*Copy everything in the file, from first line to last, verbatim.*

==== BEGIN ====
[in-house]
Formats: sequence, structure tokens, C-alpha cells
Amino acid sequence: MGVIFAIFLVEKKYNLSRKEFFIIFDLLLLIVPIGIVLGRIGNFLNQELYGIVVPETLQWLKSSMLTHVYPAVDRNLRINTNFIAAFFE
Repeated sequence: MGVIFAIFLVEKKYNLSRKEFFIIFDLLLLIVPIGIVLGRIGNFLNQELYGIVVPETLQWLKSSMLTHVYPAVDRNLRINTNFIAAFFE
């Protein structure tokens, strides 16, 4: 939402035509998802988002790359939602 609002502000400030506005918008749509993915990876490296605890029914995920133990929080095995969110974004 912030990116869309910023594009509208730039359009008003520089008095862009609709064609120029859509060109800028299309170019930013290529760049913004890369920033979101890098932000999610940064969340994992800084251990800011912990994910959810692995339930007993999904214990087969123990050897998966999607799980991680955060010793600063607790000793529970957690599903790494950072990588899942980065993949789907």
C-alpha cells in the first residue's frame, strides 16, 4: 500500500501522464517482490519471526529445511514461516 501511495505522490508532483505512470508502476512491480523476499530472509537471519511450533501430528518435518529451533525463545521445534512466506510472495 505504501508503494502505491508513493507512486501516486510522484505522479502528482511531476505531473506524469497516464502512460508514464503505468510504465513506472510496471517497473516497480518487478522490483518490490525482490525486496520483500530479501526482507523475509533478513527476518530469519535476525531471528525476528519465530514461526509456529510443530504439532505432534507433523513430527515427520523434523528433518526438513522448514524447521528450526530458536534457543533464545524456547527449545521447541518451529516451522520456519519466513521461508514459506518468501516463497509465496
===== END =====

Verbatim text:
[in-house]
Formats: sequence, structure tokens, C-alpha cells
Amino acid sequence: MGVIFAIFLVEKKYNLSRKEFFIIFDLLLLIVPIGIVLGRIGNFLNQELYGIVVPETLQWLKSSMLTHVYPAVDRNLRINTNFIAAFFE
Repeated sequence: MGVIFAIFLVEKKYNLSRKEFFIIFDLLLLIVPIGIVLGRIGNFLNQELYGIVVPETLQWLKSSMLTHVYPAVDRNLRINTNFIAAFFE
């Protein structure tokens, strides 16, 4: 939402035509998802988002790359939602 609002502000400030506005918008749509993915990876490296605890029914995920133990929080095995969110974004 912030990116869309910023594009509208730039359009008003520089008095862009609709064609120029859509060109800028299309170019930013290529760049913004890369920033979101890098932000999610940064969340994992800084251990800011912990994910959810692995339930007993999904214990087969123990050897998966999607799980991680955060010793600063607790000793529970957690599903790494950072990588899942980065993949789907």
C-alpha cells in the first residue's frame, strides 16, 4: 500500500501522464517482490519471526529445511514461516 501511495505522490508532483505512470508502476512491480523476499530472509537471519511450533501430528518435518529451533525463545521445534512466506510472495 505504501508503494502505491508513493507512486501516486510522484505522479502528482511531476505531473506524469497516464502512460508514464503505468510504465513506472510496471517497473516497480518487478522490483518490490525482490525486496520483500530479501526482507523475509533478513527476518530469519535476525531471528525476528519465530514461526509456529510443530504439532505432534507433523513430527515427520523434523528433518526438513522448514524447521528450526530458536534457543533464545524456547527449545521447541518451529516451522520456519519466513521461508514459506518468501516463497509465496